Swedish Massage

To try to explain the options in massage, I suggest considering only three categories. The first category, Swedish massage, primarily addresses muscles and circulation, blood and interstitial fluid, lymph and its circulation, let’s say, for a better term, the soft stuff. Think of it as the water in this bottle, essentially fluid.

Once I set up my massage table at a volleyball tournament. Soon a woman came to my table, limping with an ace bandage wrapped around her swollen knee, half carried by her friend. Twenty minutes of lymph drainage techniques reduced the swelling completely. She walked away pain-free to play for the rest of the day.

In this case, I worked on the thigh proximal to the knee, because the knee was far too painful to touch initially. I used light slow strokes in the direction of lymph flow. This allowed the lymph to carry broken cells back to the blood circulation through lymph ducts. It helped drain the area of exhausted white blood cells and inflamed plasma, and allowed fresh plasma with more nutrients and white blood cells to come into the area and heal the injury. The patient’s further activity during the day ensured continued circulation and healing.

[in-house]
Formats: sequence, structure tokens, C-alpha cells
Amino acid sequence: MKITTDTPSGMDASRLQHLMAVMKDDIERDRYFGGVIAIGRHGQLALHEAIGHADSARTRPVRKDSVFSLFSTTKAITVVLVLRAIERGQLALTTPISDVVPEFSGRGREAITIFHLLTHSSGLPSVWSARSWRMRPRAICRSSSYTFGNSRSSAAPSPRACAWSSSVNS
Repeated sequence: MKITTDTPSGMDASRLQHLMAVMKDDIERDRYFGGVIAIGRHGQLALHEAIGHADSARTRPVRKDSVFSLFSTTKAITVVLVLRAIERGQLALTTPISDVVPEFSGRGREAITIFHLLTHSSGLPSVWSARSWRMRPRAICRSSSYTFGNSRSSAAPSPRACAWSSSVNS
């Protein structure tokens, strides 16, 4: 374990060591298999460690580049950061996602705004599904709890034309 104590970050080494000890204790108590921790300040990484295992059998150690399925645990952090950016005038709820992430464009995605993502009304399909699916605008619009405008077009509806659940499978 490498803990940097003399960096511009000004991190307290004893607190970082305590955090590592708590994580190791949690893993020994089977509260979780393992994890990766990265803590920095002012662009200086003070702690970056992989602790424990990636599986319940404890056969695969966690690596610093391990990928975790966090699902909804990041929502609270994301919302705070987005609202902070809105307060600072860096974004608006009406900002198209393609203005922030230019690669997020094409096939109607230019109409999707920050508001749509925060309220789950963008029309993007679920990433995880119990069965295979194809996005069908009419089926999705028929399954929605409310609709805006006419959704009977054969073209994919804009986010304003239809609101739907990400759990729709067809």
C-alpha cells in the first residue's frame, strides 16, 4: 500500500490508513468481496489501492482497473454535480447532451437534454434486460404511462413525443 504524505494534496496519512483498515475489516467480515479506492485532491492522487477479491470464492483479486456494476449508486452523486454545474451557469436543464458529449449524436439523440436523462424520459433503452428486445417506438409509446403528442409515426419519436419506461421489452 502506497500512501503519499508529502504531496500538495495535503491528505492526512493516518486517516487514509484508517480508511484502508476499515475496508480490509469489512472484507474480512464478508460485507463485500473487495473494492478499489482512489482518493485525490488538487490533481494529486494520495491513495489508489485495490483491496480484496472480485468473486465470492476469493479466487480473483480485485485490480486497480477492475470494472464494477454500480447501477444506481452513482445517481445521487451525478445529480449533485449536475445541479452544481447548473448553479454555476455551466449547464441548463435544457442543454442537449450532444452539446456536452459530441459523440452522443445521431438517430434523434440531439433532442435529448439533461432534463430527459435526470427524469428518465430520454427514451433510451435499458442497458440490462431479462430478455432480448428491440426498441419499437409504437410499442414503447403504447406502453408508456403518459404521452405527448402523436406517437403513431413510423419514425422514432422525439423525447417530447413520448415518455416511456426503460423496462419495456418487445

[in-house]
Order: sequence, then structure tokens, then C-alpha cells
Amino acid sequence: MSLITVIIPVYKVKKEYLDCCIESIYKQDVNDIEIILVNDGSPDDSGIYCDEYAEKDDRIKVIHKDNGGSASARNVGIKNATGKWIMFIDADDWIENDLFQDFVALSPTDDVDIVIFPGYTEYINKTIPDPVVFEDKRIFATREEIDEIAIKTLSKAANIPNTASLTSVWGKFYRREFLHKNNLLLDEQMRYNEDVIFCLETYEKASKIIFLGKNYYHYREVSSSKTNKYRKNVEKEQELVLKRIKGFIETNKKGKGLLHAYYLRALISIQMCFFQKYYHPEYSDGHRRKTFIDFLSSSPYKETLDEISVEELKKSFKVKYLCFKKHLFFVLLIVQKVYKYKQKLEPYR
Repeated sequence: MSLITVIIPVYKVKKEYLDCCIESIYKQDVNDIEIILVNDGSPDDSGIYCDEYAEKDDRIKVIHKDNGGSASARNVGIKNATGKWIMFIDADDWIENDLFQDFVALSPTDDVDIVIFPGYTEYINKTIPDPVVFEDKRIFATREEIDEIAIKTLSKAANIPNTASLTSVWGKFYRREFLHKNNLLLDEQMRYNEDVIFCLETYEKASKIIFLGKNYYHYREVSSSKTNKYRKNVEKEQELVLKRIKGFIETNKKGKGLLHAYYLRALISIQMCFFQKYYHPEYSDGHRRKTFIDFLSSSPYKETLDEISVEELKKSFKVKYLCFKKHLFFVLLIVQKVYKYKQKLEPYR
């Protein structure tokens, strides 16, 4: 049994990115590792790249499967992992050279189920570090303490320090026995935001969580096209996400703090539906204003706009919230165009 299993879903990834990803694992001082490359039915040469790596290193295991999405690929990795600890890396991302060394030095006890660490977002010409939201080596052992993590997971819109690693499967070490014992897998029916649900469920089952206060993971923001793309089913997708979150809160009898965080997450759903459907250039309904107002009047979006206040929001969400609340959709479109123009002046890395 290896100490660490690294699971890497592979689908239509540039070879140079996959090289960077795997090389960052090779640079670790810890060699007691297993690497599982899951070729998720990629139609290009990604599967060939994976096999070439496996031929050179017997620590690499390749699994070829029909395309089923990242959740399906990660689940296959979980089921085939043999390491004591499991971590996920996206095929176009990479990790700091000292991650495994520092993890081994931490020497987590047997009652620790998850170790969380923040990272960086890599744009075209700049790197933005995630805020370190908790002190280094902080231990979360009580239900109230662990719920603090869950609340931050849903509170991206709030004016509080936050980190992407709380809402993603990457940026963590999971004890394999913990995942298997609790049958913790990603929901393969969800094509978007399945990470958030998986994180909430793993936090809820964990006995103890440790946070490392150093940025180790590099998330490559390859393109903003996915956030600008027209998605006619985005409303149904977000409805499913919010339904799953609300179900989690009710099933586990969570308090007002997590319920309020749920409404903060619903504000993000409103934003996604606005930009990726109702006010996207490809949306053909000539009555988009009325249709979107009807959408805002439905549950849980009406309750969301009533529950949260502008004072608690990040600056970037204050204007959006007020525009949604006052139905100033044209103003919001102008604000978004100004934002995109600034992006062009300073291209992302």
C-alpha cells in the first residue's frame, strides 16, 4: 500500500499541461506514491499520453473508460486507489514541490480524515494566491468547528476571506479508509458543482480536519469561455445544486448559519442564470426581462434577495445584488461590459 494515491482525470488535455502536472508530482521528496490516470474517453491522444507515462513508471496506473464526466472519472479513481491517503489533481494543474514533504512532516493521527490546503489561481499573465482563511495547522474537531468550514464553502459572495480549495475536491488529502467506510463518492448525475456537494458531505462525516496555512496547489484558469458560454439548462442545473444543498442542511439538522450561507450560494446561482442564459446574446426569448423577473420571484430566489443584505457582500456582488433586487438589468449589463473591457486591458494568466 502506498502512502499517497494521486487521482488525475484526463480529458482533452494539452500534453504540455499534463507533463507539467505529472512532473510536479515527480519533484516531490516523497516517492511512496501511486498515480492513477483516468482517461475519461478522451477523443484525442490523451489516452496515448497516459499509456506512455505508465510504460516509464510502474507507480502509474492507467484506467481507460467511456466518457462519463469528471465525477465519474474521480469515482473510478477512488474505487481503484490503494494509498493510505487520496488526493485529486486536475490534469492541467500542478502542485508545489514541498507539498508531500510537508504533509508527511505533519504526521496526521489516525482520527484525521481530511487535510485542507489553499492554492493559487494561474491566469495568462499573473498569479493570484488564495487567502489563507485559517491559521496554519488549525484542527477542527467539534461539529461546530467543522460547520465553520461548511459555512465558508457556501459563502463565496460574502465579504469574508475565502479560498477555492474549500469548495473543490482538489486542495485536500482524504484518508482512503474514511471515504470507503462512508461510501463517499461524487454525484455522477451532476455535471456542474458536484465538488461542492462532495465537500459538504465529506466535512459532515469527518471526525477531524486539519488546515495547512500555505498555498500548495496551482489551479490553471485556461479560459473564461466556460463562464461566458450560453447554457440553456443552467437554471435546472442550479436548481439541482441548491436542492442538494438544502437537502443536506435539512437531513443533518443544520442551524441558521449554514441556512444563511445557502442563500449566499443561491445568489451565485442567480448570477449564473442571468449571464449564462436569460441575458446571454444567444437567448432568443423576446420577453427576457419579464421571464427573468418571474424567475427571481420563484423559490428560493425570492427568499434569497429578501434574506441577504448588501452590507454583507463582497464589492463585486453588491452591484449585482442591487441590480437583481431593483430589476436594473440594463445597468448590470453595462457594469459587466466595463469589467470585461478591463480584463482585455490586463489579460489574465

Muscle strains and trigger points and knots also readily respond to lymph massage. Manual lymph drainage is a subcategory of Swedish massage.

The two mainstays of Swedish massage, effleurage and petrissage; that—in English—are stroking and kneading, address muscle spasms and joint mobility. They enhance circulation and muscle tone.

Vibration enhances circulation of blood and lymph; it falls under Swedish massage. Vibration travels deep into muscle tissue, enhancing circulation, and releasing tense muscles, without traumatizing the intervening muscle tissue. Vibration accelerates fluid and nutrient exchange at the cellular level, including within arthritic joints.